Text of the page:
Windows 11 is expected to be released this fall (press materials mention October 20), although the users can already download it in the Insider program. Before we decide to upgrade, however, it is worth remembering that we will get only 10 days to return to Windows 10 if we change our mind.
On the official website of the new system, Microsoft answers the question "Can I go back to Windows 10 if I don't like Windows 11?”:
"Yes. After you have installed the Windows 11 upgrade, there is a 10-day period where you can move back to Windows 10 while keeping files and data that you brought along with you. After the 10 days, you will need to back up your data and do a “clean install” to move back to Windows 10."
It's worth upgrading if we can thoroughly test it in the next 10 days. If it doesn't suit us or causes undesirable hardware or app behavior, going back to Windows 10 should be a matter of just a few clicks and a little time. "Clean install", which means deleting all data and reinstalling the operating system, is also not too complicated, but it can be more time consuming. You will need to reinstall the software, and it is possible to lose some data if the backup is not done accurately. Storing data in the cloud, such as OneDrive from Microsoft, can significantly facilitate both the change of operating system and switching to other hardware.
The buzz around Windows 11 hardware requirements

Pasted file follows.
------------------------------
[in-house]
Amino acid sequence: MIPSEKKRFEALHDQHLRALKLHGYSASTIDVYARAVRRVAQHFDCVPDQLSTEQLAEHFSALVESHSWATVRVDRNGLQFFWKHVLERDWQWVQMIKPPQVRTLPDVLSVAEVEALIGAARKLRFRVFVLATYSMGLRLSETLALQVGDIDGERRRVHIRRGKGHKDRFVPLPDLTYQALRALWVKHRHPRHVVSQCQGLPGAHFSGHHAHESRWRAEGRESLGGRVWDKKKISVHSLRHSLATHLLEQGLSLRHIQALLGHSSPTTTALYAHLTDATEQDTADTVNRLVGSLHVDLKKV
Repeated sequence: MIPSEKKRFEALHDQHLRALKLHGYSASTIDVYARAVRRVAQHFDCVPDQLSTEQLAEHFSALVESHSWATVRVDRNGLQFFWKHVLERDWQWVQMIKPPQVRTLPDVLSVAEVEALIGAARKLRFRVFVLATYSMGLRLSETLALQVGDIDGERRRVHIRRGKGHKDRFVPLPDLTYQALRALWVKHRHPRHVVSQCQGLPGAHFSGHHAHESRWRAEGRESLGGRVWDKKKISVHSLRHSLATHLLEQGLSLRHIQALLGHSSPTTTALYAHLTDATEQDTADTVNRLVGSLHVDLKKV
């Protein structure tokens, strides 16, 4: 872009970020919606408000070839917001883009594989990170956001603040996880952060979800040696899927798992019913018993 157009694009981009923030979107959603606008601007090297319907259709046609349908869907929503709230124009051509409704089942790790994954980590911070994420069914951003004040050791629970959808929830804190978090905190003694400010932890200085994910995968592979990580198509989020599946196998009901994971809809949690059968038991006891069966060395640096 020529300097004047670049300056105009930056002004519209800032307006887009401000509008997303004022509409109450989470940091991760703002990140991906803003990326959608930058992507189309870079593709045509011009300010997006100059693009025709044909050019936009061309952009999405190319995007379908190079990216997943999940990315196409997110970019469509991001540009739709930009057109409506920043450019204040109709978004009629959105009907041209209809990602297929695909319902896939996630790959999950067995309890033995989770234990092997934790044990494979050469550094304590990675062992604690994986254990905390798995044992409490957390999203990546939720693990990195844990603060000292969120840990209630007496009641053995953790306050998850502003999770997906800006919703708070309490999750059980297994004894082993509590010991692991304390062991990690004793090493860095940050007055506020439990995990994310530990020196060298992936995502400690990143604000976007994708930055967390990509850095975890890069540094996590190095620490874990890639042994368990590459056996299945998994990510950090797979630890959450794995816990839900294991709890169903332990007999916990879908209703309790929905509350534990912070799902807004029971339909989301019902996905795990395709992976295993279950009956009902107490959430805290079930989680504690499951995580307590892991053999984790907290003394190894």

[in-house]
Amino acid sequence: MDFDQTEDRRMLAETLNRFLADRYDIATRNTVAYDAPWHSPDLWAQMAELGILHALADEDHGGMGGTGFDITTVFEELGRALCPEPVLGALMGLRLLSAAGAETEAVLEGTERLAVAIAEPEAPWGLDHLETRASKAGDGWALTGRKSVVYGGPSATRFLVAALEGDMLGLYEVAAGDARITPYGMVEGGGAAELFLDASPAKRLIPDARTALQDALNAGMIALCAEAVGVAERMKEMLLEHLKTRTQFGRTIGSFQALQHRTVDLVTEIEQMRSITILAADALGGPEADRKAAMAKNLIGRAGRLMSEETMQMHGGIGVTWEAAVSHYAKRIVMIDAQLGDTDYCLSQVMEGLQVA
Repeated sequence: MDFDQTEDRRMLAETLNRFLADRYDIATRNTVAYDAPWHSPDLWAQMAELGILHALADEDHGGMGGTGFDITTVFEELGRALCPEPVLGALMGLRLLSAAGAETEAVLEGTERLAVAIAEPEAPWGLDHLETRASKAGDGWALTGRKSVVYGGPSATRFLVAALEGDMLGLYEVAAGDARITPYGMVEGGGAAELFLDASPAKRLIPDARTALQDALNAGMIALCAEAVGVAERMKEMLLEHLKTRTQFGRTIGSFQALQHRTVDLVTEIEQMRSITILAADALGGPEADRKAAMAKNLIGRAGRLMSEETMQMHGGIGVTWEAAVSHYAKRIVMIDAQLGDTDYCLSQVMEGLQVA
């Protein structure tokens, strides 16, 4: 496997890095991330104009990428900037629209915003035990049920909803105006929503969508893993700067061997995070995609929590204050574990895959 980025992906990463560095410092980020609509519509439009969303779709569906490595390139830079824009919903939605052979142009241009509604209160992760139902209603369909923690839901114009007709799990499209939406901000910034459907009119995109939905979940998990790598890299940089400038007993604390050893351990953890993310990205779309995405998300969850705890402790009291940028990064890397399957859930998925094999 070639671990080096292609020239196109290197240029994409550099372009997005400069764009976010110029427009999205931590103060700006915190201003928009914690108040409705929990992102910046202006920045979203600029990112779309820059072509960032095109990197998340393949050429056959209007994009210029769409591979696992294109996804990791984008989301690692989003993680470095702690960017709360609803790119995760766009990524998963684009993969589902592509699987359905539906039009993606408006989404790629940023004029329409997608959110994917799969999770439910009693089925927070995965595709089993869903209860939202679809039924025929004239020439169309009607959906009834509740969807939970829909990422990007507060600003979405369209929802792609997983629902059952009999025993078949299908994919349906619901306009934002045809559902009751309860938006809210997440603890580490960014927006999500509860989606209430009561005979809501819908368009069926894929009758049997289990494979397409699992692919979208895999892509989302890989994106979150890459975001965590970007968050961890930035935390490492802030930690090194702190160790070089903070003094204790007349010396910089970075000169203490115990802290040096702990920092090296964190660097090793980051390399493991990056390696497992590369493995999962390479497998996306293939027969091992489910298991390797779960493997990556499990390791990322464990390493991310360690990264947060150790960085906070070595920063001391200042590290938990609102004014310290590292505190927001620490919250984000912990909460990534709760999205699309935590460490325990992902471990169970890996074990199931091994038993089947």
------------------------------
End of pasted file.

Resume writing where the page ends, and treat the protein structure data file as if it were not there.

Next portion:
There's been quite a bit of controversy surrounding Windows 11's hardware requirements, including the need for a relatively new processor and a TPM 2.0 module, and the requirement to have the latter has even led to turmoil in the market for these components and increased scalper activity. We've looked into this and most PCs from the last 5 years should be compliant with the new system.
At the launch of Windows 10, Microsoft initially offered users an entire month to decide and possibly return to an earlier version of the system. After a year, however, this time was reduced to 10 days with the Anniversary Update. As explained by the Redmond giant, shortened time was due to analysis of data on user behavior. The decision to return to the previous version of the system was made mostly in the first days after the update. So the decision time will not change in the case of Windows 11.
- Windows 11 - official website
- Windows 11 presentation
- Microsoft Explains Why Windows 11 Needs TPM 2.0
- Windows 11 Will Let Us Run Android Apps